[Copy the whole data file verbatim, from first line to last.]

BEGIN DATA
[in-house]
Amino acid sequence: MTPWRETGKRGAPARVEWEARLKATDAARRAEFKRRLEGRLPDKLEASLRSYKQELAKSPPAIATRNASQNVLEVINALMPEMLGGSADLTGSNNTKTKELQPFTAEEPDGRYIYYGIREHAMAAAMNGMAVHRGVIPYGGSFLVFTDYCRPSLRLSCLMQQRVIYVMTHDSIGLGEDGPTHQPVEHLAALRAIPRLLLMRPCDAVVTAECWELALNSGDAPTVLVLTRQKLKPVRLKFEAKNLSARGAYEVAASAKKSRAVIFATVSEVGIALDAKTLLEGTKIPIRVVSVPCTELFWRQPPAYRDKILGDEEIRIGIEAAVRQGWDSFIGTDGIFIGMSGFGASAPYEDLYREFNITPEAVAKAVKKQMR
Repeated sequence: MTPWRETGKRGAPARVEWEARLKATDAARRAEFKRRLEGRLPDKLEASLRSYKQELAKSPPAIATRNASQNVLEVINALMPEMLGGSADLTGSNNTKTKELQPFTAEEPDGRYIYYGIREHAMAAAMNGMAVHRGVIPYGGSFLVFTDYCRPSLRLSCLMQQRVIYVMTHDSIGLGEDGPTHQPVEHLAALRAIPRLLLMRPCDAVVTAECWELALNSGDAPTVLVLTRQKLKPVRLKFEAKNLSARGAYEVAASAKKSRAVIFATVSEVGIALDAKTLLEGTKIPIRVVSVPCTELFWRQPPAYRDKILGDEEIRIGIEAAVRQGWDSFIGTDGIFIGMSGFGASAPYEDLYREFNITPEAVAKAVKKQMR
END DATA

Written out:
[in-house]
Amino acid sequence: MTPWRETGKRGAPARVEWEARLKATDAARRAEFKRRLEGRLPDKLEASLRSYKQELAKSPPAIATRNASQNVLEVINALMPEMLGGSADLTGSNNTKTKELQPFTAEEPDGRYIYYGIREHAMAAAMNGMAVHRGVIPYGGSFLVFTDYCRPSLRLSCLMQQRVIYVMTHDSIGLGEDGPTHQPVEHLAALRAIPRLLLMRPCDAVVTAECWELALNSGDAPTVLVLTRQKLKPVRLKFEAKNLSARGAYEVAASAKKSRAVIFATVSEVGIALDAKTLLEGTKIPIRVVSVPCTELFWRQPPAYRDKILGDEEIRIGIEAAVRQGWDSFIGTDGIFIGMSGFGASAPYEDLYREFNITPEAVAKAVKKQMR
Repeated sequence: MTPWRETGKRGAPARVEWEARLKATDAARRAEFKRRLEGRLPDKLEASLRSYKQELAKSPPAIATRNASQNVLEVINALMPEMLGGSADLTGSNNTKTKELQPFTAEEPDGRYIYYGIREHAMAAAMNGMAVHRGVIPYGGSFLVFTDYCRPSLRLSCLMQQRVIYVMTHDSIGLGEDGPTHQPVEHLAALRAIPRLLLMRPCDAVVTAECWELALNSGDAPTVLVLTRQKLKPVRLKFEAKNLSARGAYEVAASAKKSRAVIFATVSEVGIALDAKTLLEGTKIPIRVVSVPCTELFWRQPPAYRDKILGDEEIRIGIEAAVRQGWDSFIGTDGIFIGMSGFGASAPYEDLYREFNITPEAVAKAVKKQMR